Salter highlighted the study's strengths, including a large sample size and six controls matched to each MS patient. She also stated that the researchers' inability to control for risk factors like body mass index and physical activity means the 14% increase in mortality "may not be a large absolute increase in mortality when other covariates cannot be considered." In addition, their lack of data on suicide – and its association with depression – offers up the possibility that increases in mortality could be tied to a "potentially modifiable risk" as opposed to a biologically increased one.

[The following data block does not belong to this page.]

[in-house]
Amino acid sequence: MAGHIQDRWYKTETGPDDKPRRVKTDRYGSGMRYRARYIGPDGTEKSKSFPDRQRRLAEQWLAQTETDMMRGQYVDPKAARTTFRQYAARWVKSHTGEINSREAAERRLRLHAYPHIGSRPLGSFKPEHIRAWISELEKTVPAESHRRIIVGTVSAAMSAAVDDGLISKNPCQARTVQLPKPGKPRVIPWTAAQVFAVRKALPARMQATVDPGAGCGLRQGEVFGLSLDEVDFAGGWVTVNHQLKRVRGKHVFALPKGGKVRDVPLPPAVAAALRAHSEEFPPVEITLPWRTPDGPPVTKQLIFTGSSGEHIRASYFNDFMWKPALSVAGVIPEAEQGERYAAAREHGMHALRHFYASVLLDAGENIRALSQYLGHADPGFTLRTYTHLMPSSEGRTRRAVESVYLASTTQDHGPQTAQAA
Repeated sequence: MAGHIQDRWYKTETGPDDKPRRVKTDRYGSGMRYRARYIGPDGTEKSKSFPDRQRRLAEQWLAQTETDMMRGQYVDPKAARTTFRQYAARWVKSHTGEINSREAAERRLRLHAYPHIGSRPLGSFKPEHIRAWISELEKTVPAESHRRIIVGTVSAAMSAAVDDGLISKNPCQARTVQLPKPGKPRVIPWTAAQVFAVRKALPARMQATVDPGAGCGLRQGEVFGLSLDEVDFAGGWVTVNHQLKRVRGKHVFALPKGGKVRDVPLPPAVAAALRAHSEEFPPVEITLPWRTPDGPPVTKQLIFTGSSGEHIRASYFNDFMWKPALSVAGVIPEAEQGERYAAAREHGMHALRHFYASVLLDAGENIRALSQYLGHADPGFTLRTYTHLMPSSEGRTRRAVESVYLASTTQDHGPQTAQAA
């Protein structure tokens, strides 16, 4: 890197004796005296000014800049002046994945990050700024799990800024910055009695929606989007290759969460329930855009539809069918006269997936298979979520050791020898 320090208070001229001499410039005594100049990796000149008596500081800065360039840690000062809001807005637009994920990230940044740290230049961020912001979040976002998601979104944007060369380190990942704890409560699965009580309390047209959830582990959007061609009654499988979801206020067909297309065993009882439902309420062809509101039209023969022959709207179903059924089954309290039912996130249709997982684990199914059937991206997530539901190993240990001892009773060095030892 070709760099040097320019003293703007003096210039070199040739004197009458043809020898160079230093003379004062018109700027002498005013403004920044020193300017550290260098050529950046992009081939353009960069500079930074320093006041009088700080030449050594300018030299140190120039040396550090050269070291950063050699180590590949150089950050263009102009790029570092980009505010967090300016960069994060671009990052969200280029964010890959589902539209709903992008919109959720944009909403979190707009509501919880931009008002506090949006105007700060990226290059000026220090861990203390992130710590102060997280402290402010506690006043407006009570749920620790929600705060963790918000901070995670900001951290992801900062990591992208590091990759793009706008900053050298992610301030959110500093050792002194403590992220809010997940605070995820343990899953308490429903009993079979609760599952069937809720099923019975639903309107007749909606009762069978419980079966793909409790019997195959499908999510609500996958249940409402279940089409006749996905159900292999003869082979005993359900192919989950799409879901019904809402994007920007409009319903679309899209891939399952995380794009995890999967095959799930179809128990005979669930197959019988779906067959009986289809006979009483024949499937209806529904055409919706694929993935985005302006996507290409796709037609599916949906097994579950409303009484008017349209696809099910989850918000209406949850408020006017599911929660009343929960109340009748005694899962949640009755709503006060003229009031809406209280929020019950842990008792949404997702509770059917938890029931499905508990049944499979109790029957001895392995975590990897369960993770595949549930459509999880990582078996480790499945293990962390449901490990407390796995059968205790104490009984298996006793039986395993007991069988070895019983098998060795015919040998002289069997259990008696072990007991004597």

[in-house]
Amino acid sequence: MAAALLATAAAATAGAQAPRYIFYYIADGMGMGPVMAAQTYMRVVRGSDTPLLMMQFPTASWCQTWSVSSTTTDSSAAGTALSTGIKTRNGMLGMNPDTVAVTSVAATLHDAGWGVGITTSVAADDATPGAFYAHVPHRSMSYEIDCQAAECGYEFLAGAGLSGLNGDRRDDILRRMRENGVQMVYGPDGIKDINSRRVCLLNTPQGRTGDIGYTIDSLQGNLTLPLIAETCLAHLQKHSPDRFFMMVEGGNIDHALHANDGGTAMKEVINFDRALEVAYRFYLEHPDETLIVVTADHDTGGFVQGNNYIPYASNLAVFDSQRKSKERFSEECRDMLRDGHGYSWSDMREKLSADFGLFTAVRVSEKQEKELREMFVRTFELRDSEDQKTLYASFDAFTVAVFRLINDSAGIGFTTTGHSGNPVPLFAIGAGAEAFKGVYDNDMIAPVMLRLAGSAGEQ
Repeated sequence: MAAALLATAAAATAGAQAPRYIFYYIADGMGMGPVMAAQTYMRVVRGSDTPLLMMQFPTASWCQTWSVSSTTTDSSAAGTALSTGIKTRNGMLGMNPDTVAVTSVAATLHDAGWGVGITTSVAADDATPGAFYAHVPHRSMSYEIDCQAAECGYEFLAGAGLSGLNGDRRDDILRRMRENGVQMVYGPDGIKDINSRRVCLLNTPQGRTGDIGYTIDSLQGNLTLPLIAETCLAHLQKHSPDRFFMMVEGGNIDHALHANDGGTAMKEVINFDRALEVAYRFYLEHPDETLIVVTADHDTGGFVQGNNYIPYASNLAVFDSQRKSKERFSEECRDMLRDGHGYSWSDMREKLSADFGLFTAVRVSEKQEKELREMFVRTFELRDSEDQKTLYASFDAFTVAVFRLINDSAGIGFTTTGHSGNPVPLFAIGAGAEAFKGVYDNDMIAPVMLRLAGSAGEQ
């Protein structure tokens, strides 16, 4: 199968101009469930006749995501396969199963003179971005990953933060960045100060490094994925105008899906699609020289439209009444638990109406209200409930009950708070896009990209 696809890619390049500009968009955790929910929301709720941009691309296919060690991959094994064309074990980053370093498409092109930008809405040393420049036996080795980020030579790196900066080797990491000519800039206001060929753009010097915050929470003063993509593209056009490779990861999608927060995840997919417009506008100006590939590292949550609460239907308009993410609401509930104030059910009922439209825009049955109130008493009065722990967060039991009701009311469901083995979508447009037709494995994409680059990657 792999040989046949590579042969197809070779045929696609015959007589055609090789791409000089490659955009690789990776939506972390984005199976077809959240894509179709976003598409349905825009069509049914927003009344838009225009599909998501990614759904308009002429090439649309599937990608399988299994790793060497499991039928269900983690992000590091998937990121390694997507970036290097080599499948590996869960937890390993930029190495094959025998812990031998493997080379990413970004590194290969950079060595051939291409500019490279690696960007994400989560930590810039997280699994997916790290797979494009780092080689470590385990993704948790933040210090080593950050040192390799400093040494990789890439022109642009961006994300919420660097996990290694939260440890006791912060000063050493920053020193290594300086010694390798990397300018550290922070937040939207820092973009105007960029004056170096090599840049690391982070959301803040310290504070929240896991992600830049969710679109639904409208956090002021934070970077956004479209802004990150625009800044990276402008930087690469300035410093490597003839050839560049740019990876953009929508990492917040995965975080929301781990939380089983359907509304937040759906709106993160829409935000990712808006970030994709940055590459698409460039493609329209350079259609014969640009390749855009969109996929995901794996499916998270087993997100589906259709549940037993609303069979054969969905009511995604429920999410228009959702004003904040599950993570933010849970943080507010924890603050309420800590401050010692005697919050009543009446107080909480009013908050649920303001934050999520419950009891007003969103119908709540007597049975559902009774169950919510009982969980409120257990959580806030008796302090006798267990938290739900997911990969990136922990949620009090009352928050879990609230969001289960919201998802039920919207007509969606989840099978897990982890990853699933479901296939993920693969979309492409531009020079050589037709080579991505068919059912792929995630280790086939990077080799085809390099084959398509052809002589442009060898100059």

In acknowledging their study's limitations, the authors stated that body mass index, though an important vascular risk factor, has a "modest" association with mortality, and that the average annual suicide rate in the MS population – though higher than in the non-MS population – is still "relatively low."

Two of the authors disclosed receiving support, including grants and research funding, from various institutions and organizations in the United Kingdom, the United States, and Canada, as well as several pharmaceutical companies. Salter reported no relevant disclosures.

This article originally appeared on MDedge.com, part of the Medscape Professional Network.